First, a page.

After four years of stagnation consumer demand is finally back as a main driver of Russia’s economic growth. An uptick in real incomes in October has fed through to retail sales which expanded by 1.6% year-on-year, reported Rosstat on November 20.
Retail turnover growth had been slowing all year but in the last month the fall has stopped and reversed. Real wages have been contracting for almost six years now but they expanded by 3.1% in September, partly lifted by the faster than expected fall in inflation, which was down to 3.8% in October and is now expected to end the year under the Central Bank of Russia (CBR) targeted 4% level.
While analysts say the positive results are not the start of a boom, this autumn's results were welcomed as signs of a strong economic recovery as Russia emerges from its two year oil price collapse induced recession between 2014 and 2016.
“Real sector of the economy shows continued expansion. Growth dynamics in other key sectors of the economy were also positive: agricultural output increased by a robust 5.2% y/y last month, industrial production was up 2.6% y/y and volumes of construction rose 1% y/y (vs 0.8% in September and 0.3% in August). Fixed investment grew c1% y/y in 3Q19, up from 0.5-0.6% growth seen in the previous two quarters,” BSC Global Markets chief economist Vladimir Tikhomirov said in a note. “The only small negative was a slight increase in the unemployment rate (4.6% v 4.5% in September), but this is merely a reflection of seasonality (cuts in temporary jobs in agriculture and construction).”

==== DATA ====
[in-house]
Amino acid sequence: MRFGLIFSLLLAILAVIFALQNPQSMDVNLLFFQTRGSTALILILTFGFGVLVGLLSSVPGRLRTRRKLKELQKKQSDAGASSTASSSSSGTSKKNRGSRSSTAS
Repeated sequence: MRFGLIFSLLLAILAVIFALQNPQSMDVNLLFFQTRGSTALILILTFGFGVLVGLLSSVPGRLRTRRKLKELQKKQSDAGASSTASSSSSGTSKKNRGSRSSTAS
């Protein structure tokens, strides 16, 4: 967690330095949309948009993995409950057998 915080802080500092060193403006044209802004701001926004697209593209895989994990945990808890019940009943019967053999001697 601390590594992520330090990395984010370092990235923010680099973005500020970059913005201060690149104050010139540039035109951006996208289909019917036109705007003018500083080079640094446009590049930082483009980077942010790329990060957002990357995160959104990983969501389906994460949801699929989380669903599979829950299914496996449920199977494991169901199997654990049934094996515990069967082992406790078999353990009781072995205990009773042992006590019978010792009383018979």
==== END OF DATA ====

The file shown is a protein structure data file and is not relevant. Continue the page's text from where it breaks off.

The boom during the noughties was driven by the state’s decision to close the gap between public and private sector wages and a decade of 10% wage hikes each year that fuelled a consumer led expansion. That is not going to happen again, but consumption remains one of the three big economic drivers and a recovery in real wages, helped by the ongoing falling inflation, will improve Russia’s business climate. The mild recovery in construction – the volume of residential construction was up by 11.1% year-on-year in October vs 2.8% in September – is another positive signal and another one of the main economic drivers. The fly in the ointment is the last big driver of growth is investment and that is lagging.
Investment next year will be driven by the 12 national projects that will see state investment into infrastructure rise from the 2% average of recent years to circa 3-4% of GDP that could add as much as 1% of GDP growth. But the jury remains out on the efficacy of this spending and how effective it will be. A recent study from Oxford Economics suggested that all the economic growth gains from the extra spending on the national projects will be cancelled out by the tax increases used to raise the money.